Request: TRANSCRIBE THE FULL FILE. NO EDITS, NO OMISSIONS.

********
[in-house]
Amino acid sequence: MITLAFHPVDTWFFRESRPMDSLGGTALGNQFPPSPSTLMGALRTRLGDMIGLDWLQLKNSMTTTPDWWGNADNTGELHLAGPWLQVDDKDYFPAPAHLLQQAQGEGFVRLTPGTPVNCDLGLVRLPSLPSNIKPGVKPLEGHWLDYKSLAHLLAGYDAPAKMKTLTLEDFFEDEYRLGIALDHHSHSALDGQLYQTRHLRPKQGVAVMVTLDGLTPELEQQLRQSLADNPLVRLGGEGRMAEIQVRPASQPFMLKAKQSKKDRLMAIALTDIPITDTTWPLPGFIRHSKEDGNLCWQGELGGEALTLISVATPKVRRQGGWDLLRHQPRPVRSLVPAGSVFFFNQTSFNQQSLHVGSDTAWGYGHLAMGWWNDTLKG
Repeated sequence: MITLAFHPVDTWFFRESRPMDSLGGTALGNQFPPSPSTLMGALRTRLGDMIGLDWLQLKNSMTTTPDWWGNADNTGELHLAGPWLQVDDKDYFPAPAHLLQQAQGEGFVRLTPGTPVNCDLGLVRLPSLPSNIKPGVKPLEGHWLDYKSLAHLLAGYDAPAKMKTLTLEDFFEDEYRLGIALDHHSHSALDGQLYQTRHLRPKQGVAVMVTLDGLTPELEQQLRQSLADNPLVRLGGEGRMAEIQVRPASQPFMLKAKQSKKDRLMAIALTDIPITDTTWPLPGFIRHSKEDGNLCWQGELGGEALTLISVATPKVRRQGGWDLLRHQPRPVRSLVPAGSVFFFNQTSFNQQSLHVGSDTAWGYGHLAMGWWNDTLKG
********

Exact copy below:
[in-house]
Amino acid sequence: MITLAFHPVDTWFFRESRPMDSLGGTALGNQFPPSPSTLMGALRTRLGDMIGLDWLQLKNSMTTTPDWWGNADNTGELHLAGPWLQVDDKDYFPAPAHLLQQAQGEGFVRLTPGTPVNCDLGLVRLPSLPSNIKPGVKPLEGHWLDYKSLAHLLAGYDAPAKMKTLTLEDFFEDEYRLGIALDHHSHSALDGQLYQTRHLRPKQGVAVMVTLDGLTPELEQQLRQSLADNPLVRLGGEGRMAEIQVRPASQPFMLKAKQSKKDRLMAIALTDIPITDTTWPLPGFIRHSKEDGNLCWQGELGGEALTLISVATPKVRRQGGWDLLRHQPRPVRSLVPAGSVFFFNQTSFNQQSLHVGSDTAWGYGHLAMGWWNDTLKG
Repeated sequence: MITLAFHPVDTWFFRESRPMDSLGGTALGNQFPPSPSTLMGALRTRLGDMIGLDWLQLKNSMTTTPDWWGNADNTGELHLAGPWLQVDDKDYFPAPAHLLQQAQGEGFVRLTPGTPVNCDLGLVRLPSLPSNIKPGVKPLEGHWLDYKSLAHLLAGYDAPAKMKTLTLEDFFEDEYRLGIALDHHSHSALDGQLYQTRHLRPKQGVAVMVTLDGLTPELEQQLRQSLADNPLVRLGGEGRMAEIQVRPASQPFMLKAKQSKKDRLMAIALTDIPITDTTWPLPGFIRHSKEDGNLCWQGELGGEALTLISVATPKVRRQGGWDLLRHQPRPVRSLVPAGSVFFFNQTSFNQQSLHVGSDTAWGYGHLAMGWWNDTLKG